Explore a cave full of bats? really ?  this was just to see if we're reading, right?

    Rock climbing? very exotic and difficult to find anywhere else, but I'll pass.

    Frolic with some penguins?  penguins can smell very fishy and not in a pleasant way.

    Grab a gourmet meal? Meals "included in the price" have a historical tendency to be lower quality than meals "not included in the price." Besides, nothing says "gourmet" more than the verb "grab."

    Dazzled by a state-of-the-art stage show? This all depends on who's defining state-of-the-art. I'd be up for one of the old-fashioned shows that features lots of crowd-pleasing classic rubberhead characters, but the trend today seems to be more arty like Nemo puppets on a stick, so I'll pass.

    In the version that was tossed around a few decades ago, the high-ticket park included a lot more whimsey. Virtual reality rides, program your own AA figure, ride vehicles you have real control over, etc.  It focused on what the Disney theme parks were known for and excelled at, not miscellaneous things that are available elsewhere.

    Last time I checked, Disney Co is having trouble staffing and maintaining the Florida property now. City Hall is already crowded with disappointed people. If you increase the price, you also increase expectations - expectations that I don't see a modern-day Disney Co willing to fulfill.

  • Jim, with all the possible interactions with animals will the park be somehow connected with DAK? Sort of a backstage tour after the regular guests have gone?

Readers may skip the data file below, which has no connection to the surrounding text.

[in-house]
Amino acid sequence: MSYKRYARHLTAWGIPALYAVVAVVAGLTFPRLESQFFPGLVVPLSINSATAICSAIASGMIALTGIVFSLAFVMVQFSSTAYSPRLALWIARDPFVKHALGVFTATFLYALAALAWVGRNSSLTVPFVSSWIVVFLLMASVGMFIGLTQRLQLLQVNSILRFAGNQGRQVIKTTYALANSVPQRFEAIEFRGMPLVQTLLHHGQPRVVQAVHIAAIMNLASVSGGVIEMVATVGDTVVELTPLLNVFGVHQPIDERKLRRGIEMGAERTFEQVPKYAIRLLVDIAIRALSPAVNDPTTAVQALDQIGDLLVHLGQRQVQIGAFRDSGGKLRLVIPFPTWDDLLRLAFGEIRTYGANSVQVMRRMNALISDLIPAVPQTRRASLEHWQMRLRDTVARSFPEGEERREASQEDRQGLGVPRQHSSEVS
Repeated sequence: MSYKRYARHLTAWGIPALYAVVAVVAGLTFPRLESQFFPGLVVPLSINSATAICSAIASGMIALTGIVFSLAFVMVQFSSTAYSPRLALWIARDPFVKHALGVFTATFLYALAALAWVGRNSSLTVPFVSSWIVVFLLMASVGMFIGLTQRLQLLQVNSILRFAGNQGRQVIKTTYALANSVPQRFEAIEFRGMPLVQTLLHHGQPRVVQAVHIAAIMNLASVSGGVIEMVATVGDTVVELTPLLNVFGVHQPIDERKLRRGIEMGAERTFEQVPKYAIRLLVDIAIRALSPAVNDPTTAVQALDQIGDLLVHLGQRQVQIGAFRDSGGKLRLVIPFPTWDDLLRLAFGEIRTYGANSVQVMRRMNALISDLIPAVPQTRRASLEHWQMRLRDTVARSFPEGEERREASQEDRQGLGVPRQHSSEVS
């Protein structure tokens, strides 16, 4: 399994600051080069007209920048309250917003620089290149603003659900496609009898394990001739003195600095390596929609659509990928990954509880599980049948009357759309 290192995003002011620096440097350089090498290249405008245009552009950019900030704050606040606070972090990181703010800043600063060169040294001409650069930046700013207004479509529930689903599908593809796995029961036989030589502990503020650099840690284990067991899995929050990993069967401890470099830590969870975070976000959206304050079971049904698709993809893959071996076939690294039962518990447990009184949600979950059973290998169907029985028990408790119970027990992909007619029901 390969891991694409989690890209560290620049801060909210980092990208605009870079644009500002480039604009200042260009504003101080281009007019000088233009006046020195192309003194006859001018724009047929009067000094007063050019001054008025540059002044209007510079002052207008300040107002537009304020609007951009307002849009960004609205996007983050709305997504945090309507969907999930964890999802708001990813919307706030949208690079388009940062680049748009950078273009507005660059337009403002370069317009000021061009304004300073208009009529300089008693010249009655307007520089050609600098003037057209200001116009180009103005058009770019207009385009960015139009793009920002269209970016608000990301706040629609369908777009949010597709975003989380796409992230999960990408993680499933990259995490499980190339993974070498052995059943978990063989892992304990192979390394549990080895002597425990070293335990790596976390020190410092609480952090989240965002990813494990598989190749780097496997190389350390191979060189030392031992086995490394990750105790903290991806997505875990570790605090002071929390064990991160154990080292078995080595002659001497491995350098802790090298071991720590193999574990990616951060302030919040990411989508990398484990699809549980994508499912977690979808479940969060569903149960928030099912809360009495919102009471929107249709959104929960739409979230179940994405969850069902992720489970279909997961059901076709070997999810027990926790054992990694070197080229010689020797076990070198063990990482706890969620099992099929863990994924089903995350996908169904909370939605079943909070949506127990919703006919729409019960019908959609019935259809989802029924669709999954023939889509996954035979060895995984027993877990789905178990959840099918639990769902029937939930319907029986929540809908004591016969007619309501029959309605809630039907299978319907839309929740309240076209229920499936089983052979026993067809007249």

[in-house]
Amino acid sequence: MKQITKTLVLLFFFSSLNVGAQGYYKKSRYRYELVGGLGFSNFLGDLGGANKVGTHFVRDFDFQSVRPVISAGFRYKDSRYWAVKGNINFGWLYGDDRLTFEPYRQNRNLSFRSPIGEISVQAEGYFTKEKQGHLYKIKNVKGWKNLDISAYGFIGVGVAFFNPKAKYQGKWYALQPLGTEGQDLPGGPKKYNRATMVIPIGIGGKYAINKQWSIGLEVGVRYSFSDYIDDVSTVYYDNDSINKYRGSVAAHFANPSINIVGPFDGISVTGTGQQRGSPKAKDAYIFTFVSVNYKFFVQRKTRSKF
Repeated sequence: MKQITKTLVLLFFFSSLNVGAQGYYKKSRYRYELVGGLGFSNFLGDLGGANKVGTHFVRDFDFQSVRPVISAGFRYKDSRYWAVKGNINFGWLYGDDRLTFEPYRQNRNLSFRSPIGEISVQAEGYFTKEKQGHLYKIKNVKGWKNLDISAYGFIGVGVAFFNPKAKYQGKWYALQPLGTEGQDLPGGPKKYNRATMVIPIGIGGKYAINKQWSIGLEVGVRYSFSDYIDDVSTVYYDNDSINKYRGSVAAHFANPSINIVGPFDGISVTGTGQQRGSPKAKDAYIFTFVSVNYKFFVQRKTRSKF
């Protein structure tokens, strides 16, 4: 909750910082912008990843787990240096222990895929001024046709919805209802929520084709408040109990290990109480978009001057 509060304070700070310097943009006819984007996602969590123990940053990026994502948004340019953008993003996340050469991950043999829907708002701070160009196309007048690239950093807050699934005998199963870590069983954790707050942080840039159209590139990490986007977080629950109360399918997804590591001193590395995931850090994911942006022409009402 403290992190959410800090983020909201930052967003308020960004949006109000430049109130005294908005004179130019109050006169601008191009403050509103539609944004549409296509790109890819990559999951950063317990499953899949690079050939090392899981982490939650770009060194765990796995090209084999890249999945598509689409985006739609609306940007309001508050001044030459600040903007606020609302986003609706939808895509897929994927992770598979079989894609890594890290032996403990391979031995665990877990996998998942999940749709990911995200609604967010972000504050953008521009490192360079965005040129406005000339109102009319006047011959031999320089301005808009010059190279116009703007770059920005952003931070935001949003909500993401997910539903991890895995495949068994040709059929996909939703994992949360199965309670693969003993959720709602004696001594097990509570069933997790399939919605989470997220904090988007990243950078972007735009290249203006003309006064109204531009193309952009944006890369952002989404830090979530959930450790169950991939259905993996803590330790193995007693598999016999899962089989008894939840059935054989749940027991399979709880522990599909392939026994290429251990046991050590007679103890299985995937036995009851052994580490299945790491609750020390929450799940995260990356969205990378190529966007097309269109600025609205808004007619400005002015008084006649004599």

• As Sean Connery would say "I'm waiting to be impreshed".  Too early to make a judgement call either way, but I'm not really excited by Jim's description.  Plus at $250-$300 a pop, I don't think my family o four could afford it anyways...

    Couldn't they just offer these experiences as a special package at AK?  Like the behind the scenes tours at the Land....but with lions and hungry hungry hippos.....

    -checks calendar....is it April 1st?-

    http://www.raymation.net

  • Moronic.  That's my impression.  What an odd idea for a park, one that I can't imagine selling.  How about upkeep/expansion of the parks they already have?  I just can't get behind this idea.

  • At first, when I was reading that it was going to be a  park with limited number of guests and offer more personal experiences, I was really excited.  Then I kept reading, and I got bored.

    I'm not saying these kinds of experiences aren't fun or exciting, I just think Disney could be waaaaaay more creative with the offerings at a park with the luxury of a limited number of guests.

    The immersiveness of the world for a park like this could be unlike anything else created by Disney.  People could actually be invloved in a continuing story taking place in real time, with actors playing characters and interacting with you.

    The rides, which would be blessed with much less traffic and wear and tear than the normal attractions at the other parks, could be even more amazing.

    If they turned the 5th park idea into something like this, I would be all for it.

    Right now, I'm thinking, "meh..."

  • Hmmm.  Not sure about this.

    What time does DAK close these days?  4pm, 5pm?

    What time are they thinking of opening this new 'park', 4pm, 5pm?

    Disney have been looking for ways to make more cash out of DAK when the sun goes down for years.

    As mentioned by Atomic Bear, are Disney not just developing an 'after hours' experience for DAK?  All of the experiences described sound pretty cheap, and could probably be worked into the existing park.   I don't think Disney are developing a new park here, sounds like a hard ticket event.

    I'll probably be proven wrong though  ;-)

  • Ha, remember when Alice would play with the penguins at Sea World?  Marigold, the emperor penguin, absolutely loved her, as he was unaccustomed to humans his own size.  She was about two then, and didn't think it all odd that she was being herded away from her parents to hang out with a bunch of tuxedo-clad birds.